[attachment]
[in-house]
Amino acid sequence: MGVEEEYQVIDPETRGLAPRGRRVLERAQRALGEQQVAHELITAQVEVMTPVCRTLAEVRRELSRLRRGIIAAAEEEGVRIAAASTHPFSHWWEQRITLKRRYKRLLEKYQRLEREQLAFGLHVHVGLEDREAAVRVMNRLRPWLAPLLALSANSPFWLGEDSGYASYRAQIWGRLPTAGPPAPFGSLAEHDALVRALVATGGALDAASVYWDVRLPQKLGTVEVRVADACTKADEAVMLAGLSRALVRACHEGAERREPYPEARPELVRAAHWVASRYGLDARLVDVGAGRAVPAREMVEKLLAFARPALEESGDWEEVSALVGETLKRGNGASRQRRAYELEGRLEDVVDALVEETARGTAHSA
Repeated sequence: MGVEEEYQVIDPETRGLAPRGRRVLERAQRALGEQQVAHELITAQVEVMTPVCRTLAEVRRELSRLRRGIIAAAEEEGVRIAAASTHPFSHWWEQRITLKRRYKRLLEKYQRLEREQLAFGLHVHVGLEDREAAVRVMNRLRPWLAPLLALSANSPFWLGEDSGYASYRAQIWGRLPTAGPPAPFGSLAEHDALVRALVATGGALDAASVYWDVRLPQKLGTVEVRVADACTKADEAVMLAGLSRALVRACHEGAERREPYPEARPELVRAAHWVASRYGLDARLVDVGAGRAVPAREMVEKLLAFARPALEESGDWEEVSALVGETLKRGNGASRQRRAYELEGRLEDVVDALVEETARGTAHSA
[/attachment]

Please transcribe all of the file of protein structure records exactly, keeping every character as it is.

[in-house]
Amino acid sequence: MGVEEEYQVIDPETRGLAPRGRRVLERAQRALGEQQVAHELITAQVEVMTPVCRTLAEVRRELSRLRRGIIAAAEEEGVRIAAASTHPFSHWWEQRITLKRRYKRLLEKYQRLEREQLAFGLHVHVGLEDREAAVRVMNRLRPWLAPLLALSANSPFWLGEDSGYASYRAQIWGRLPTAGPPAPFGSLAEHDALVRALVATGGALDAASVYWDVRLPQKLGTVEVRVADACTKADEAVMLAGLSRALVRACHEGAERREPYPEARPELVRAAHWVASRYGLDARLVDVGAGRAVPAREMVEKLLAFARPALEESGDWEEVSALVGETLKRGNGASRQRRAYELEGRLEDVVDALVEETARGTAHSA
Repeated sequence: MGVEEEYQVIDPETRGLAPRGRRVLERAQRALGEQQVAHELITAQVEVMTPVCRTLAEVRRELSRLRRGIIAAAEEEGVRIAAASTHPFSHWWEQRITLKRRYKRLLEKYQRLEREQLAFGLHVHVGLEDREAAVRVMNRLRPWLAPLLALSANSPFWLGEDSGYASYRAQIWGRLPTAGPPAPFGSLAEHDALVRALVATGGALDAASVYWDVRLPQKLGTVEVRVADACTKADEAVMLAGLSRALVRACHEGAERREPYPEARPELVRAAHWVASRYGLDARLVDVGAGRAVPAREMVEKLLAFARPALEESGDWEEVSALVGETLKRGNGASRQRRAYELEGRLEDVVDALVEETARGTAHSA